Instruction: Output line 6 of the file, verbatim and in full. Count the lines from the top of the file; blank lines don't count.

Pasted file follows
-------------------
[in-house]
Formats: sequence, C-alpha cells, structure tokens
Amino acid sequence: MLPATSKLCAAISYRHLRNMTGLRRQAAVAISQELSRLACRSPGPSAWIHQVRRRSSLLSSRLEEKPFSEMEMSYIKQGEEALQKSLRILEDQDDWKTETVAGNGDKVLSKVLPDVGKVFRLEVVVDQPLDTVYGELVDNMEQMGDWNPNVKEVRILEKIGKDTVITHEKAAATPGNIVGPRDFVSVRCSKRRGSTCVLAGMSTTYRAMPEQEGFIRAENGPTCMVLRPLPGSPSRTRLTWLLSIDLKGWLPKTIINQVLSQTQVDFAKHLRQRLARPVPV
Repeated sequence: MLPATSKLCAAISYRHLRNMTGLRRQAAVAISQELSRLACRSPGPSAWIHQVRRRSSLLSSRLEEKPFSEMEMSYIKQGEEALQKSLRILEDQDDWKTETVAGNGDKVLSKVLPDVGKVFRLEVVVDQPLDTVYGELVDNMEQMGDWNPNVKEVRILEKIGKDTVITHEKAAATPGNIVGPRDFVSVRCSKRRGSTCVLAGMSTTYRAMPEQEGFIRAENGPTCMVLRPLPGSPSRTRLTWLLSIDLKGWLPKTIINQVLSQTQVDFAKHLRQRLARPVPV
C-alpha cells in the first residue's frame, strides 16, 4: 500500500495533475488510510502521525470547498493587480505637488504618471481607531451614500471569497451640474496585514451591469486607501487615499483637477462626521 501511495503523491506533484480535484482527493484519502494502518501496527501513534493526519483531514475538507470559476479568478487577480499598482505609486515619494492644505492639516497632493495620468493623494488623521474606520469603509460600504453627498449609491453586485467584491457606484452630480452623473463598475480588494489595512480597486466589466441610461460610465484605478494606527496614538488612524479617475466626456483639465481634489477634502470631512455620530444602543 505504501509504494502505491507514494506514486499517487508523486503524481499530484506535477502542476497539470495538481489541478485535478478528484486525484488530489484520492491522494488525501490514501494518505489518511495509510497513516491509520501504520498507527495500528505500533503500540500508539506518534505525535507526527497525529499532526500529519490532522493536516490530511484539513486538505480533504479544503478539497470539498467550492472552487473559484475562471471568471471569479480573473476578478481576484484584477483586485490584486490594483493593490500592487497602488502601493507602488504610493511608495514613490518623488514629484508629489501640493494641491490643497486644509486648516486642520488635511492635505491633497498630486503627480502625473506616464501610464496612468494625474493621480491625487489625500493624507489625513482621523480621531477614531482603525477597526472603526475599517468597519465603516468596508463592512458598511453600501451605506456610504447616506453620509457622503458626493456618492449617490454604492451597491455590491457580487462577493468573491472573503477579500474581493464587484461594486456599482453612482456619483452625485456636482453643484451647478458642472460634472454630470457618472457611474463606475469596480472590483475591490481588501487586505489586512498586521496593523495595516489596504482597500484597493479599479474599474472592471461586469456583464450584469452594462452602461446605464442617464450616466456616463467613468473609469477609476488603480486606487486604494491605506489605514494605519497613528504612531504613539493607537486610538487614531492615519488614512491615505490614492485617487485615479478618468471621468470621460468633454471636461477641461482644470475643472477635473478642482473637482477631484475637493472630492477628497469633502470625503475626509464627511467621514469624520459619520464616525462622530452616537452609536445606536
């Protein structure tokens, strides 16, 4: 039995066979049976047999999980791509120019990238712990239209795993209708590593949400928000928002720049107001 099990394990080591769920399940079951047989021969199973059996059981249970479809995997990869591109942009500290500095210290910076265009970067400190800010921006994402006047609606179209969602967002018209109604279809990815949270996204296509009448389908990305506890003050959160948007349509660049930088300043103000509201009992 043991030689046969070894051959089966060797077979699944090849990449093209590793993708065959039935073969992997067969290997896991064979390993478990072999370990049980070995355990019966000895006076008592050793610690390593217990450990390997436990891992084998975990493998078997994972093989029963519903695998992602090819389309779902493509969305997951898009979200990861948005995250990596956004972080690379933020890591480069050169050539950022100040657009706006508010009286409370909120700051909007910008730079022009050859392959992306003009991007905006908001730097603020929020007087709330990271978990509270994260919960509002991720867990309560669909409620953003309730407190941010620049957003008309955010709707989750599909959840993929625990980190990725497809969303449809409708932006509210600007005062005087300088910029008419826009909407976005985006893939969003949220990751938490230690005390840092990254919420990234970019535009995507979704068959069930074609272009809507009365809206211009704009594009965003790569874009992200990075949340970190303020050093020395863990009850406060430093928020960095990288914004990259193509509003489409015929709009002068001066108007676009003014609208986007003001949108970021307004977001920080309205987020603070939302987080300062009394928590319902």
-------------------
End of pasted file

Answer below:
């Protein structure tokens, strides 16, 4: 039995066979049976047999999980791509120019990238712990239209795993209708590593949400928000928002720049107001 099990394990080591769920399940079951047989021969199973059996059981249970479809995997990869591109942009500290500095210290910076265009970067400190800010921006994402006047609606179209969602967002018209109604279809990815949270996204296509009448389908990305506890003050959160948007349509660049930088300043103000509201009992 043991030689046969070894051959089966060797077979699944090849990449093209590793993708065959039935073969992997067969290997896991064979390993478990072999370990049980070995355990019966000895006076008592050793610690390593217990450990390997436990891992084998975990493998078997994972093989029963519903695998992602090819389309779902493509969305997951898009979200990861948005995250990596956004972080690379933020890591480069050169050539950022100040657009706006508010009286409370909120700051909007910008730079022009050859392959992306003009991007905006908001730097603020929020007087709330990271978990509270994260919960509002991720867990309560669909409620953003309730407190941010620049957003008309955010709707989750599909959840993929625990980190990725497809969303449809409708932006509210600007005062005087300088910029008419826009909407976005985006893939969003949220990751938490230690005390840092990254919420990234970019535009995507979704068959069930074609272009809507009365809206211009704009594009965003790569874009992200990075949340970190303020050093020395863990009850406060430093928020960095990288914004990259193509509003489409015929709009002068001066108007676009003014609208986007003001949108970021307004977001920080309205987020603070939302987080300062009394928590319902």